The Musical Illusionist: and Other Tales

The Musical Illusionist: and Other Tales

Alex Rose / Oct 21, 2019

The Musical Illusionist and Other Tales In the tradition of Borges and Calvino The Musical Illusionist is an interwoven collection of postmodern folk tales disappearing manuscripts neurological anomalies teleporting bacteria and an unfo

  • Title: The Musical Illusionist: and Other Tales
  • Author: Alex Rose
  • ISBN: 9780978910310
  • Page: 269
  • Format: Paperback
  • In the tradition of Borges and Calvino, The Musical Illusionist is an interwoven collection of postmodern folk tales disappearing manuscripts, neurological anomalies, teleporting bacteria, and an unforgettable composer who manipulates sound to bend perception that masterfully blends scientific curiosity with magical realist caprice.Alex Rose has published stories and essayIn the tradition of Borges and Calvino, The Musical Illusionist is an interwoven collection of postmodern folk tales disappearing manuscripts, neurological anomalies, teleporting bacteria, and an unforgettable composer who manipulates sound to bend perception that masterfully blends scientific curiosity with magical realist caprice.Alex Rose has published stories and essays for McSweeney s, the North American Review, The Providence Journal, the Forward, The ScienceCreative Quarterly, and DIAGRAM He has also directed a number of short films that have appeared on HBO, MTV, Comedy Central, Showtime, and the BBC.

    • [PDF] Download ☆ The Musical Illusionist: and Other Tales | by ✓ Alex Rose
      269 Alex Rose
    • thumbnail Title: [PDF] Download ☆ The Musical Illusionist: and Other Tales | by ✓ Alex Rose
      Posted by:Alex Rose
      Published :2019-06-20T15:08:55+00:00

    About "Alex Rose"

      • Alex Rose

        Alex Rose Is a well-known author, some of his books are a fascination for readers like in the The Musical Illusionist: and Other Tales book, this is one of the most wanted Alex Rose author readers around the world.


    416 Comments

    1. Do you ever find a book and wonder (in a giddy and solipsistic daydream) if perhaps it was written exactly for you? I have just barely started this book, but the overarching framework of the Library of Tangents replete with exhibits, mathematical diagrams and meditations on space/time along the way have made me a big fan. I want to tattoo the whole book on my body.The following is taken from the back cover:Disappearing manuscripts. Profane numbers. Extinct bacteria. Cities without shadows. A lan [...]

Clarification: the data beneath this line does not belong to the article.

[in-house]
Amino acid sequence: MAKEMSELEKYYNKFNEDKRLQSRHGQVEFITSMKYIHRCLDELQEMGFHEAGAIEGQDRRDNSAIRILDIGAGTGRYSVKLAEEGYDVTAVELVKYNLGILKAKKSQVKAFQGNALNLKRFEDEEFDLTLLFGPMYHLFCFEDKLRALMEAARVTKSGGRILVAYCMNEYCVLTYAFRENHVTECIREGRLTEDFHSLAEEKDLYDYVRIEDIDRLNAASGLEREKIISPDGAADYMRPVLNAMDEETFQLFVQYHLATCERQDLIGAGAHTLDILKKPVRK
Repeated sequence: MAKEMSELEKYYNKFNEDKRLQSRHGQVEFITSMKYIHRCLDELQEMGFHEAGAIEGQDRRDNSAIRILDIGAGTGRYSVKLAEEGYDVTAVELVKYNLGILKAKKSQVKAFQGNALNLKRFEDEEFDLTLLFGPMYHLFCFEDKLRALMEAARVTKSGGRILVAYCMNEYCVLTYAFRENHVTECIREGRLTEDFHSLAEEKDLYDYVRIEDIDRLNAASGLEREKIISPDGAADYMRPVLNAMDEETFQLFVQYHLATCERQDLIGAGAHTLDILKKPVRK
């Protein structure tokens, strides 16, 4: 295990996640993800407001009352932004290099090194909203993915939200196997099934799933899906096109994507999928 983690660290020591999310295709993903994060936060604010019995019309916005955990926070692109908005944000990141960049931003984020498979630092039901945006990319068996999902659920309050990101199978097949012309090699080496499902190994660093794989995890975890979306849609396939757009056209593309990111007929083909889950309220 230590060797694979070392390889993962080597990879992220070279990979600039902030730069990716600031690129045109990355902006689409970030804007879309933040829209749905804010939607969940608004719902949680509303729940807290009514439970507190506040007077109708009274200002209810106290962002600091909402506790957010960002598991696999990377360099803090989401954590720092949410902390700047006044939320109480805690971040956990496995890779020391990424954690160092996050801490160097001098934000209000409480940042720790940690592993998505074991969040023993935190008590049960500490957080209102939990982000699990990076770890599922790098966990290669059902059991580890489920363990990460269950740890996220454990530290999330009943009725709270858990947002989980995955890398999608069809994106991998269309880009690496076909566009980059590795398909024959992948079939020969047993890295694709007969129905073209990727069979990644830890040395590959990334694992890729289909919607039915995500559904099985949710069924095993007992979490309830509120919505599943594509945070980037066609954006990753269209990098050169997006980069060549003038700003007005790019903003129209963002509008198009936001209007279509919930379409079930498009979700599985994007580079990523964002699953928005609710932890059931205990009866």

2. Read this at Sara’s. Was pretty good, all in all, but I seriously longed for some sort of pointers (citations/references) to that which was based on fact. I guess there is just too much admixture of reality and make believe in this for me.


    3. It was intellectually stimulating but I am made uncomfortable by books where you can't untangle truth from fiction. I think we were supposed to understand that the reality is that our world is a magical place but instead I simply ended up doubting everything in the book because there was no way to sort out the embellishments.


    4. Halloween Night, 2007: I'm at a book reading (where else?) for a new publishing house called the Hotel St. George. Chance brought me to them, and chance favored them because not only were the readers the most innovative readers I'd seen read, but they were also (to me) a glimpse into the next generation of active, multi-dimensional writers. I mean they were writers, but they were also performers—engaging performers, interested in pulling in their audience with the play and power of words.That' [...]


    5. Alex Rose’s The Musical Illusionist was remarkably generative for me. It’s set up as a series of exhibits in the “Library of Tangents.” Rose writes what amount to fabulist encyclopedia entries as he describes things like the “book of glass,” a novel that contains within it clever stories in which form imitates content, like the parable of the monk, who in trying to achieve ultimate wisdom, climbs higher and higher up a mountain; as he does so, the text of the book gets smaller and sm [...]